Contemporary art created with traditional means 0

Deima Žuklytė, 2015-04-28
Fragment from Aldona Keturakienė ceramics exhibition "Her Room"

In brief: Exhibitions of two lecturers of the Vilnius Academy of Arts, Kaunas Faculty are taking place in Vilnius. It is the ceramics exhibition of A. Keturakienė "Her room" (at the gallery Akademija) and J. Aukštikalnytė-Varkulevičienė painting exhibition "Boundary portraits. Conversations" (at the Šv. Jono gatvė gallery). Even though, both artists are working with traditional techniques and remain within the boundaries of their art branches, the art they are creating is conceptual.

A. Keturakienė jubilee exhibition features a big installation made up of separate smaller parts. The parts of installation remind of cosmetic containers designed for beauty procedures - from really tiny perfume ones to the bigger ones to keep other feminine secrets. Their form is modern and aesthetic, like Apple company products - smooth, sleek, streamline and moreover, covered with a shiny glaze. Crockery are exhibited at the different height levels that create a lively and dynamic overall image.


Color plays an important role in her work, which covers a variety of pink, orange, white and gray nuances.  As the artist says, while creating she uses two opposing elements: mathematics (composition is created by regularly setting objects in geometric lines) and nature (objects "blossom like the garden flowers, for example nasturtiums"). I would like to expand the comparison with flowers: white color of objects - is like an unfurled blossom, all the shades of pink - is an apogee, but the grey and black that come later is like an inevitable end of one cycle, which also mean the beginning of another

Perhaps the most important aspects of the installation as well as of the whole oeuvre of A. Keturakienė - is quantity and repetition. Because of them, objects do not attract attention to themselves, thus an artwork can be seen as a whole, recognizing its common characteristics. A. Keturakienė says she likes to experiments with the boundaries of art and craft. "Her room" installation is a great example of this claim, because, by being solid, object represents art, but if it was taken apart, it would lose its meaning and could be only a reflection of good craft.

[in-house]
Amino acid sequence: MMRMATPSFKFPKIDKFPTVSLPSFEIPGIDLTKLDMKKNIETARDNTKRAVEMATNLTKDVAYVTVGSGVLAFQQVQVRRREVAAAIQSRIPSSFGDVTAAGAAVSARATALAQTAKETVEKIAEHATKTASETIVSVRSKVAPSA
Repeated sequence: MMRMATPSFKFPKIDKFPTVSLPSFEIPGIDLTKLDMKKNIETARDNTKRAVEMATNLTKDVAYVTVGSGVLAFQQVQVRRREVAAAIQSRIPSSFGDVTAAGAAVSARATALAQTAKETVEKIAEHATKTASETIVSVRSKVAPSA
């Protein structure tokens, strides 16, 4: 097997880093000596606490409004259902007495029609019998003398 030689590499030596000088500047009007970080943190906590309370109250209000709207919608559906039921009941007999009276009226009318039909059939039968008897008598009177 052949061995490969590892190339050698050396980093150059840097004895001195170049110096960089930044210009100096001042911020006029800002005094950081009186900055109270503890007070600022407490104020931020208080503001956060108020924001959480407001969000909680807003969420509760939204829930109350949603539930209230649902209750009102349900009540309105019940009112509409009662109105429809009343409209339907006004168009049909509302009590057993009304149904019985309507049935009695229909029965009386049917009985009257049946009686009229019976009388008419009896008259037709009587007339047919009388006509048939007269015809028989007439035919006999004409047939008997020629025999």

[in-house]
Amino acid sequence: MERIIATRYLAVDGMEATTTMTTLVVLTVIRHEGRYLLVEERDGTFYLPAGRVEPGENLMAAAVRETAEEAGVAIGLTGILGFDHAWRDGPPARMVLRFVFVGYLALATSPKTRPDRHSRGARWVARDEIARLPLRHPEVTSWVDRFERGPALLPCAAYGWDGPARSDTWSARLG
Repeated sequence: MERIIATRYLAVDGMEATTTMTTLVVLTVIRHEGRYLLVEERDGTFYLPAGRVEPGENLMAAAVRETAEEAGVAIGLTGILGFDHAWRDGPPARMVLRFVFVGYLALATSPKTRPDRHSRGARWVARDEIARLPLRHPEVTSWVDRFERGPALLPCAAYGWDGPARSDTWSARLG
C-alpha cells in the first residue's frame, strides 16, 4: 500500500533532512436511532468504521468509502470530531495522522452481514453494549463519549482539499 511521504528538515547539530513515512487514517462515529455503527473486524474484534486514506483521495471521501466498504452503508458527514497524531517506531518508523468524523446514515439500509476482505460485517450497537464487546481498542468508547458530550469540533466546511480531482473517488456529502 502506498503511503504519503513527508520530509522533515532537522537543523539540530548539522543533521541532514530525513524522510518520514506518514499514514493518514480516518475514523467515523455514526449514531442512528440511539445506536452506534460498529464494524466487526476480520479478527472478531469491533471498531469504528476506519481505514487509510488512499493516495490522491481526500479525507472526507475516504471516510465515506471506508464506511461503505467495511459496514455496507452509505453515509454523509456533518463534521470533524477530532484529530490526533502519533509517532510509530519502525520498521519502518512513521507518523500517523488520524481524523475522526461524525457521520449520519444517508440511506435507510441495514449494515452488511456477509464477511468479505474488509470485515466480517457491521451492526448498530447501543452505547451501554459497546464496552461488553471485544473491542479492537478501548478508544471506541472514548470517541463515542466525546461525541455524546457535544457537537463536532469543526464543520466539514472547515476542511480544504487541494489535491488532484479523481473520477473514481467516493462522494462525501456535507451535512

Meanwhile, another exhibition of J. Aukštikalnytė-Varkulevičienė painting is also perfectly in line with the concept of contemporary art, since her works can be fully perceived only after the image is complemented with (con)text. Exhibition does not lack text - artist's experiences in communicating with the patients from the psychiatric hospitals, during their painting lessons are conveniently written on the walls in big letters. Artist's volunteering at the hospital - the starting point of the artwork is an integral part of the creative process and its final outcome.


Due to the sensitivity of the subject artist must possess tactfulness, a certain caution and an ability to pay attention to the person portrayed. J. Aukštikalnytė-Varkulevičienė finds an unexpected way to reconcile all this, creating portraits without their essential character trait - individuality. People's faces are not showed at all, therefore, it looks like smooth strokes are protecting the people portrayed from our gazes. As author rhetorically asks: "Can I paint and exhibit the portrait of a person if he lives outside the margins of the real world and hardly understands the contexts of public image display?" That is how a compromise is reached between ethics and desire to know the other and to develop and demonstrate his/hers public image.

Photographs by Deima Žuklytė

Read comments
Write your comment